NEPAL: Federalists on paper

Mar 21st 2012, 11:51 by T.B. | KATHMANDU

FOUR years ago Nepal elected a Constituent Assembly (CA) with a two-year mandate to write a new democratic constitution and draw a line under a decade of Maoist rebellion. After repeated delays and term extensions, undignified politicking and public derision, the process is at last running out of road. All the signs are that it will end in a nasty crash this summer.

The critical issue is the sort of federal autonomy demanded by historically marginalised ethnic groups. Their grievances helped fuel the insurgency and are now creating an increasingly stark polarisation between what are characterised as “the dominant group” and “the oppressed”. Familiar terms, these, but the battle-lines are new. Whereas the Maoists stressed class oppression, nowadays the talk is of ethnicity. More

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NEPAL: The final countdown in Nepal

March 6, 2012

PRASHANT JHA

Political parties have less than three months to resolve three issues — integration of Maoist combatants, form of government, federalism — that will shape state structure for years to come.

Five years after a peace accord marked the end of a decade long civil war, Nepal’s political transformation has entered its final phase.

On May 27, 2012, the term of the Constituent Assembly — extended four times beyond its original two-year term — will expire. And this time, politicians will not find it easy to give the CA another lease of life due to a judicial stricture. The Supreme Court (SC) has declared that the current extension is final, and if the constitution is not promulgated, there should be another election or referendum. There is also rising popular pressure to wrap up the prolonged transition, which has been accompanied by abysmal service delivery.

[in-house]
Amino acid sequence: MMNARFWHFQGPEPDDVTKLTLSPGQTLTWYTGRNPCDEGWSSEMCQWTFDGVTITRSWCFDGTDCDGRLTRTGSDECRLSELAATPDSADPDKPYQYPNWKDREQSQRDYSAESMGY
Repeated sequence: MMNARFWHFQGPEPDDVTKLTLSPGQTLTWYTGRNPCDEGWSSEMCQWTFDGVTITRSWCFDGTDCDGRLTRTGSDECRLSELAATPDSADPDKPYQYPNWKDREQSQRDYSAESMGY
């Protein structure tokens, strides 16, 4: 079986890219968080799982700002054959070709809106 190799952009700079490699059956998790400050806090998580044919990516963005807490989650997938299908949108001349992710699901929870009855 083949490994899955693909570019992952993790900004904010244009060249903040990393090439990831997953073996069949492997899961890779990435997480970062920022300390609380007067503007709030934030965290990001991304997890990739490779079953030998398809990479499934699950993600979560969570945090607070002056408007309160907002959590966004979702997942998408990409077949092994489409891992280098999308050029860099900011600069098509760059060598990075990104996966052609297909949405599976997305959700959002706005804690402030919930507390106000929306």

That gives the political forces less than three months to wrap up the peace process and write a constitution. Together, this will shape the nature of Nepal’s political institutions and security apparatus. More

NEPAL: Anti-federalism will lead to confrontation

The way in which the states will be carved, the rights to be allocated to various levels of governance and groups, on the issue of state restructuring, have created heated debates among many sectors. After the State Restructuring Commission’s report failed to bring parties together on the issue, and rather intensify the polarisation, the debates—inside parliament and out—on federalism continue. As Chairman of the Nepal Federation of Indigenous Nationalities, Raj Kumar Lekhi has been at the forefront of the debate, speaking on behalf of marginalised communities. Also the Chairman of Tharu Kalyankarini Sabha, Lekhi spoke with Bidushi Dhungel and Gyanu Adhikari about the demands of the marginalised on state-restructuring, the Tharu perspective and the parties’ inability to explain adequately the need for federalism to the people. Excerpts: More

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